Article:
Tuesday, October 20, 2020
Films Look at Native American Culture and Ski Culture
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Saturday, October 10, 2020
 

BY KAREN BOSSICK

“Neither Wolf Nor Dog,” which opened this weekend during Magic Lantern Cinema's Fall Film Festival, defies Hollywood logic.

It was shot in 18 days by a tiny crew overseen by a Scottish director. It was audience-financed and self-distributed. And it sports a 95-year-old star.

Yet, it has outperformed Hollywood blockbusters in numerous multiplexes and had a higher audience score on Rotten Tomatoes than any big Hollywood movie currently out.

The film has had a longer theatrical run than any other U.S. film released during the past decade.

Based on Keith Nerburn’s best-selling Native American novel, “Neither Wolf Nor Dog,” it takes audiences on a deeply moving trip through contemporary and historical Lakota life and culture. Filled with wry humor, it challenges viewers to see the world differently.

Its star Bald Eagle died at the age of 97 before the film was released, but for a time his obituary was the most-read feature in the world on BBC. And NPR’s All Things Considered team debated whether he was the world’s most interesting man.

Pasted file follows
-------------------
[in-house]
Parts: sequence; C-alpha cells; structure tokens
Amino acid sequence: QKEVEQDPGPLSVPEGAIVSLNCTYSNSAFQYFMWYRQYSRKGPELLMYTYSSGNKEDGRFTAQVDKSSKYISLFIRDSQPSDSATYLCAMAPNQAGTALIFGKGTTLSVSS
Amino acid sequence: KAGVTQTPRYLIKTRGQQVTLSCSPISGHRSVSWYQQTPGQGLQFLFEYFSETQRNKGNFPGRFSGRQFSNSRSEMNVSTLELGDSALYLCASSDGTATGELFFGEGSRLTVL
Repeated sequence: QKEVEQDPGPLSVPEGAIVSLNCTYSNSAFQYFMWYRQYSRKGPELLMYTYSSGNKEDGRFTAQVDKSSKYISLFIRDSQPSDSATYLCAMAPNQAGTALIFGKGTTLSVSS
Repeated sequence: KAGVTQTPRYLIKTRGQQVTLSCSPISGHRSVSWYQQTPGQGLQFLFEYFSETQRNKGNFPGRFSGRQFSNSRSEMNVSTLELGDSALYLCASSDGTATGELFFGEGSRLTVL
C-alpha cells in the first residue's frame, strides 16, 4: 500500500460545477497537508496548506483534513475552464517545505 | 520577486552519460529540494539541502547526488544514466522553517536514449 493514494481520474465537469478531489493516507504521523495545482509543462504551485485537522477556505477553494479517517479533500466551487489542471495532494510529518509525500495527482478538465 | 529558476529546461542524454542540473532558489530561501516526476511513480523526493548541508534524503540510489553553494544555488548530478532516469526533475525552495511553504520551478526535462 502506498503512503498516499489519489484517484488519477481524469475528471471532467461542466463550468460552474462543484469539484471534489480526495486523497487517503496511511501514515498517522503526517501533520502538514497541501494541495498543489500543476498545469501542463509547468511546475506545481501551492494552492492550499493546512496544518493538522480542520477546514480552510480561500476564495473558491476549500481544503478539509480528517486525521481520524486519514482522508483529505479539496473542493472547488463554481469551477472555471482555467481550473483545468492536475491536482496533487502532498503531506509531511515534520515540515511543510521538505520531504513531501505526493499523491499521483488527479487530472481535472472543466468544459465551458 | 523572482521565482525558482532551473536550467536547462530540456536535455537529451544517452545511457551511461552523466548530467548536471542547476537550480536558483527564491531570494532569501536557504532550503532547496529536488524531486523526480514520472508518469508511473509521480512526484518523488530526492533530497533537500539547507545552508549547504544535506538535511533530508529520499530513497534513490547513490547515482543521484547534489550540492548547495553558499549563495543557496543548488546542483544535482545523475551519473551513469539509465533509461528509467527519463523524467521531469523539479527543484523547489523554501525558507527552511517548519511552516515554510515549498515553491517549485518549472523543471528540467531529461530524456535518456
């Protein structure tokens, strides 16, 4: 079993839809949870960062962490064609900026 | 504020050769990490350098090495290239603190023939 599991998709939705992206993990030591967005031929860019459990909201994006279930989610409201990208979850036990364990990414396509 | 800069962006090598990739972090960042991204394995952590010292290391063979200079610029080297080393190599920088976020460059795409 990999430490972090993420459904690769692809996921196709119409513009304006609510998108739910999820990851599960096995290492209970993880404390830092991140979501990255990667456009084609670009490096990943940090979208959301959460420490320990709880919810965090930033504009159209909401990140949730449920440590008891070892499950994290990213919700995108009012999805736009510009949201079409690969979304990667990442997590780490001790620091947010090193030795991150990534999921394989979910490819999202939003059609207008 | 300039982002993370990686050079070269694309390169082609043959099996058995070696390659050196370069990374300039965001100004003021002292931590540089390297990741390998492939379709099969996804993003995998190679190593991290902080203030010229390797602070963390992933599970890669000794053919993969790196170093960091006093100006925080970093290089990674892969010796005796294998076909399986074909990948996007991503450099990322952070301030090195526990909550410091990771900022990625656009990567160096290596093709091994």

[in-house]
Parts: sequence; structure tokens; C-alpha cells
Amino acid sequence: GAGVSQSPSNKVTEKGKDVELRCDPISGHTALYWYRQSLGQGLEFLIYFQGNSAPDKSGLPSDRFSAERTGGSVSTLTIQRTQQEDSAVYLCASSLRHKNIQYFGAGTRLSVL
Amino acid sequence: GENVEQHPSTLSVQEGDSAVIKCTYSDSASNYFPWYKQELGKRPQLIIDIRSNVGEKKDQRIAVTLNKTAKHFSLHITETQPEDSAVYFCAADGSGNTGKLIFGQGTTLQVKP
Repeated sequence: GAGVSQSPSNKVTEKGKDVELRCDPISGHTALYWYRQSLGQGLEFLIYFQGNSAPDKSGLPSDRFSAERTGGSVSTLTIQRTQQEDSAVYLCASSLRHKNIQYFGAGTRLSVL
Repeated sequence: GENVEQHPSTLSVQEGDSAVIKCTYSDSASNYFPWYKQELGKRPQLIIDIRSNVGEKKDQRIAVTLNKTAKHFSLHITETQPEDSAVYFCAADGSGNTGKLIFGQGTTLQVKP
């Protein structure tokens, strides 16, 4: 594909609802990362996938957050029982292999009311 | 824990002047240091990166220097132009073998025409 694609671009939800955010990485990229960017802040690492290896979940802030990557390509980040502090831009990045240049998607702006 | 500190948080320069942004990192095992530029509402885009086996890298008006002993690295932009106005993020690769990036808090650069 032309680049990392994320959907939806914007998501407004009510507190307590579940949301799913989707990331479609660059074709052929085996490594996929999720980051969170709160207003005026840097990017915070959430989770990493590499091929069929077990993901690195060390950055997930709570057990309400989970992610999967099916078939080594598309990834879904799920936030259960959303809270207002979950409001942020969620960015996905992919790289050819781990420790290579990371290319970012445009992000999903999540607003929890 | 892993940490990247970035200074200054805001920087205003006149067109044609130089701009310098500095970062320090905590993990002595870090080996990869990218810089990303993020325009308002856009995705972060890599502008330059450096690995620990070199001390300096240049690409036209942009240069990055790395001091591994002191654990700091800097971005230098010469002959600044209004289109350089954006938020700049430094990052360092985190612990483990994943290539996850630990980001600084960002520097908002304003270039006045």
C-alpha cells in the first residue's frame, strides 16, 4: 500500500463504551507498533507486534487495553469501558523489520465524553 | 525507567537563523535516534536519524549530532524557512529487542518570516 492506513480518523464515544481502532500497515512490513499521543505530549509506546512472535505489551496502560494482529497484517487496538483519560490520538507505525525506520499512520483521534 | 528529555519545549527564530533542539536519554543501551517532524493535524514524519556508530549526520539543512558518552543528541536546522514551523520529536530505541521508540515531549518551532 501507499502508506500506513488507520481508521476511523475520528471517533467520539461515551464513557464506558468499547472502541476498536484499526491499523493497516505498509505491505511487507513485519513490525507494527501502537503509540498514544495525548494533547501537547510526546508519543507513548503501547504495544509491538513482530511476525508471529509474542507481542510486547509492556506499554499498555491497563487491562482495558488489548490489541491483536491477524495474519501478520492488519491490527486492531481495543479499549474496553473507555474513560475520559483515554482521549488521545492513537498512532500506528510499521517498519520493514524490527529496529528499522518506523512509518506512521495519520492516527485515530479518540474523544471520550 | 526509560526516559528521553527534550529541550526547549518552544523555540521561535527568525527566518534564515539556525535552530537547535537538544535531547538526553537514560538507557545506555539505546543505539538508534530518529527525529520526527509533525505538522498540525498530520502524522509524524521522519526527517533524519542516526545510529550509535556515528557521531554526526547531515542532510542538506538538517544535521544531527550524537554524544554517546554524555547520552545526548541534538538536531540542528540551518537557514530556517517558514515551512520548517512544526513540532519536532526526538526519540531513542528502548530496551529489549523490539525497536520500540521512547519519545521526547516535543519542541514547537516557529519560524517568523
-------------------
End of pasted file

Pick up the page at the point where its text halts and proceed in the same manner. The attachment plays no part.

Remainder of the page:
Not only were his relatives present at the Wounded Knee Massacre of 1890, but he was left for dead on D-Day. And, when the filming ended, he said of his chance to tell his and his ancestors’ story: “I’ve been holding that in for 95 years.”

Being held over this week is “Ski Bum: The Warren Miller Story.” It should be perfect fodder for  powderhounds, should we wake up Sunday morning to an inch of snow on the ground.

The documentary recounts the life of Miller, who got the idea for his groundbreaking work in filming winter sports while living off rabbit stew and Ketchup packets—and skiing—in Sun Valley.

In addition to archival footage, it features in-depth interviews with members of Miller’s family and the legendary ski bum himself recorded shortly before his death at 93 last year.

 

 

 


 

 

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